0

Valuing Employees Creates Loyalty and Stability for Field Service Companies

Google co-founder Larry Page believes it is important that a company be a family—that employees genuinely feel like they are part of the organization and that they know executives care about them. It might explain why Google has taken the top spot in Fortune’s 100 Best Companies to Work For list six times. Page has worked hard to create a culture that endears him to employees, as evidenced last year when he was named best CEO of a large company in a Glassdoor survey.

Page is like many employers who understand a company’s most important customers are its employees. As much as a business has an obligation to provide goods and services to clients, it should be committed first to fulfilling promises to its staff. This is even more critical for those with a field service workforce that relies on skilled labor. While customers are the lifeline for any business, a stable, dependable team is especially important to meet customer expectations throughout the service chain.

The conviction that Page shares is more imperative today than ever before. The Fourth Industrial Revolution is upon us. Its scale, scope and complexity are expected to be unlike anything humankind has previously experienced. In the near future we’ll see mobile devices with unprecedented processing power, storage capacity and access to knowledge. We’ll witness major advances in artificial intelligence, robotics, the Internet of Things, 3D printing, nanotechnology, quantum computing and other emerging technologies.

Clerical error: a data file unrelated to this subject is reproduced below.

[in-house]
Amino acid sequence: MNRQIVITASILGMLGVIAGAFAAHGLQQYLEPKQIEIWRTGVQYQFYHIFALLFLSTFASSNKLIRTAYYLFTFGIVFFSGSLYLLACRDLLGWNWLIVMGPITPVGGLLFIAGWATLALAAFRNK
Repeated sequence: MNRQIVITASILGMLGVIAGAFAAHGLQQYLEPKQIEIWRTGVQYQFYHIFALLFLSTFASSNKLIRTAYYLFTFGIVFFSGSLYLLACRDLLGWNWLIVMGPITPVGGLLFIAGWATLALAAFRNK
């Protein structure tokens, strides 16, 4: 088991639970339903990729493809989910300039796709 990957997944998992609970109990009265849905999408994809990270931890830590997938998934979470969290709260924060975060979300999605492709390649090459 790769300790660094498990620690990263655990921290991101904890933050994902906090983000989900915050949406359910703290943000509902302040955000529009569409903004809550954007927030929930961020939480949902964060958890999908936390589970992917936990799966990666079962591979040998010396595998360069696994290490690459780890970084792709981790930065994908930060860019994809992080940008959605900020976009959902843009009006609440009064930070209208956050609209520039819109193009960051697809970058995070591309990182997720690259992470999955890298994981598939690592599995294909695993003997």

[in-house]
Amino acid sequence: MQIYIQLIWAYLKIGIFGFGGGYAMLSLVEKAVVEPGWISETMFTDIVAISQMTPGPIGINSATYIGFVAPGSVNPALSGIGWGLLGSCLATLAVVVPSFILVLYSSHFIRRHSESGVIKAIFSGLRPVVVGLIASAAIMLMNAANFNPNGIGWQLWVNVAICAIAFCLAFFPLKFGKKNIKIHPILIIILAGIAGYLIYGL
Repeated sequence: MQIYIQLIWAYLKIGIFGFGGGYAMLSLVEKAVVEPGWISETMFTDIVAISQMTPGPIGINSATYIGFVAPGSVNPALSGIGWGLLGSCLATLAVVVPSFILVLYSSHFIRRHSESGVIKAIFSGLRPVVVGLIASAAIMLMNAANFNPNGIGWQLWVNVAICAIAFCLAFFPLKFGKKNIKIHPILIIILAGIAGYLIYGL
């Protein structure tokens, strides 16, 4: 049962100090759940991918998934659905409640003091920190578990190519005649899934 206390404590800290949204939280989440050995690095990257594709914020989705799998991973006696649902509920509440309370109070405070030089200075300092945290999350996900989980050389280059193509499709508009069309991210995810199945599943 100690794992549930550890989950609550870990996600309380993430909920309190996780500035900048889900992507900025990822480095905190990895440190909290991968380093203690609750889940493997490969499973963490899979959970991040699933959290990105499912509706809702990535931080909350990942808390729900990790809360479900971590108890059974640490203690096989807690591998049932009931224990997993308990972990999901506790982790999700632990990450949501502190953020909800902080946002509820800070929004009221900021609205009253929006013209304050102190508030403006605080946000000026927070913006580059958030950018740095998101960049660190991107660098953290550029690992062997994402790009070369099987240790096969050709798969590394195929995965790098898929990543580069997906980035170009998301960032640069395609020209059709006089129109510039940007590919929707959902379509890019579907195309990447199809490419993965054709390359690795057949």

It’s all very impressive and exciting. It’s also very scary for those who see the exponential pace it is evolving. The disruptive technology of this revolution is already impacting systems and processes in every industry. However, its greatest impact may well be on the labor force.

That has world and business leaders concerned. At the World Economic Forum in January, U.S. Vice President Joe Biden warned that the fourth revolution could destroy the middle class, the consequences of such technologies displacing millions of workers. “So my call to action here is simple: embrace the obligation to your workers as well as your shareholders,” Biden said. “It’s good for workers; it’s good for your business; it’s good for your productivity; and it’s good for society.”

Stabilizing the Labor Force

There are ways to prepare your field service workforce for the oncoming revolution. Two ways an employer can help ensure the stability and at the same time show employees they are of value to the company include providing education and ensuring core protections.

Education and Job Training. Because technology is moving far beyond the ability to keep up with the basic education employees have, workers should be retooled and retrained for their jobs annually. This is of particular importance in fields like IT, advanced manufacturing, healthcare and energy, where some of the emerging technologies are making the biggest impacts. Providing affordable education and training is not only the obligation of governments, but also the responsibility of employers. Business leaders can invest in their workers by making upskilling part of their business models.